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ERIC Number: EJ807090
Record Type: Journal
Publication Date: 2008-Jul-17
Pages: 35
Abstractor: As Provided
Reference Count: 55
ISBN: N/A
ISSN: ISSN-1207-7798
Do British Columbia's Recent Education Policy Changes Enhance Professionalism among Teachers?
Grimmett, Peter P.; D'Amico, Laura
Canadian Journal of Educational Administration and Policy, n78 p1-35 Jul 2008
Beginning with the Sullivan Royal Commission on Education in 1988, British Columbia (BC) teachers experienced a policy context that led to a decade of intense professional learning around innovative instructional strategies and curriculum. From 2001 on, the policy context changed considerably. There has been a flurry of changes designed to bring about both a cultural and economic re-structuring of the school system and significant changes to the professional side of teaching. This study reports on teachers' perceptions of these policy changes to ascertain the extent to which the changes have impacted on the opportunities available to teachers to engage in professional collaboration. It was found that teachers still reported some satisfaction with work structures conducive to collaboration but that the kinds of activities they engaged in were largely done around the edges of the school day. Teachers reported infrequent engagement in those tasks that require teachers to be committed to the kind of joint instructional task that is often associated with deep collaborative professional learning. This contrasted considerably with what previous studies had found evident in professional collaboration during the 1990s. The study also found differences between more and less experienced teachers. Both groups reported experiencing structural impediments to collaborative professional learning but, whereas this state of affairs frustrated more experienced teachers, less experienced teachers did not show a similar openness to activities emphasizing group work. The study concludes that the rapid policy shifts, diminishing financial support, and class size regulation changes have all contributed to a different form of socialization for today's beginning teachers than their more experienced counterparts had to face during professional induction. Since British Columbia faces unprecedented levels of retirement up till 2010, this could mean that we could be witnessing a shift in the professional attitudes of teachers who will constitute the body of the future workforce. This change toward a narrower conception of professionalism constrained by fiscal efficiency and accountability prevents us from talking glibly about professional learning and confronts us with a stark choice between "politically" fighting to protect professional learning as a core component of teaching in an era of diversity or "pragmatically" reconsidering what professional learning means within a policy context that reframes teachers' work as a labour relationship. (Contains 3 figures, 3 tables, and 11 footnotes.)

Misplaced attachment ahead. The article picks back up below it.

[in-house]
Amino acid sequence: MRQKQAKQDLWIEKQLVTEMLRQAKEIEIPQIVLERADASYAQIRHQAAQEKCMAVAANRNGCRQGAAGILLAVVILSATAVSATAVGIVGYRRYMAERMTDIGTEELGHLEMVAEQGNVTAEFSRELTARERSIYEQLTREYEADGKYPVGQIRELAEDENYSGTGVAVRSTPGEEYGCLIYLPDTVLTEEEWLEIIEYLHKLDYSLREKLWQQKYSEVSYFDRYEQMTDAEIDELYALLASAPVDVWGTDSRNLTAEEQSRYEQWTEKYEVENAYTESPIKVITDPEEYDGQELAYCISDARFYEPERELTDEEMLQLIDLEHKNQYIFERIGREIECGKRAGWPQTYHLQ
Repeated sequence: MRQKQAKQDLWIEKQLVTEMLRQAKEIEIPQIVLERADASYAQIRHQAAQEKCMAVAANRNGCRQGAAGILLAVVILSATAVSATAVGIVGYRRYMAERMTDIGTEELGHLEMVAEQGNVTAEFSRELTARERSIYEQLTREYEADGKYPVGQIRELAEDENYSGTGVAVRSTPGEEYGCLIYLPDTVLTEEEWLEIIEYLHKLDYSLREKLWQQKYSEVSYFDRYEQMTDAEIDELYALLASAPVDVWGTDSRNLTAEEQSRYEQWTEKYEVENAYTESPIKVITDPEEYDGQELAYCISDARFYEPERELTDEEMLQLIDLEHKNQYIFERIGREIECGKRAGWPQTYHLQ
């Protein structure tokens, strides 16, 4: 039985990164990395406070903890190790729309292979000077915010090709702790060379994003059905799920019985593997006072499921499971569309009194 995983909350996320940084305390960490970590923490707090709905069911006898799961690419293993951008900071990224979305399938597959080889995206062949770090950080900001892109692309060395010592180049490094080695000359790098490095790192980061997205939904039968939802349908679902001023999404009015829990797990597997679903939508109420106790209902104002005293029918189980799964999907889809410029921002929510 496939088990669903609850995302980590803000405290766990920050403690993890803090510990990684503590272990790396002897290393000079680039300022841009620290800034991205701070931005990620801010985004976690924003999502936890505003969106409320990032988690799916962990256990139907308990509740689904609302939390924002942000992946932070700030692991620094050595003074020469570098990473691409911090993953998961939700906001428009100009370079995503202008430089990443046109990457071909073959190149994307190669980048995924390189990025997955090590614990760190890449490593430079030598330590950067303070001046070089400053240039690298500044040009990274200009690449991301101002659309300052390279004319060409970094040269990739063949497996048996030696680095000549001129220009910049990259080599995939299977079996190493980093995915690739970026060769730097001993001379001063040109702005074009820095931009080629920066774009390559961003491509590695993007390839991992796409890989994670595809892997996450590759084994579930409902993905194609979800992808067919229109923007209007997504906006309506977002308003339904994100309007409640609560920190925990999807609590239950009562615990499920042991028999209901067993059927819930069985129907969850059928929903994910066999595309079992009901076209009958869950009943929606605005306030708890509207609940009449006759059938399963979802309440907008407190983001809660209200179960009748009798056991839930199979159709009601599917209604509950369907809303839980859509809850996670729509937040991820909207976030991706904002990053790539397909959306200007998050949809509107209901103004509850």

Faculty of Education, University of Manitoba. Winnipeg, MB, Canada R3T 2N2. Tel: 204-474-9004; Fax: 204-474-7564; e-mail: cjeapadm@cc.umanitoba.ca; Web site: http://www.umanitoba.ca/publications/cjeap
Publication Type: Journal Articles; Reports - Research
Education Level: Elementary Secondary Education
Audience: Teachers; Policymakers
Language: English
Sponsor: N/A
Authoring Institution: N/A
Identifiers - Location: Canada (Vancouver)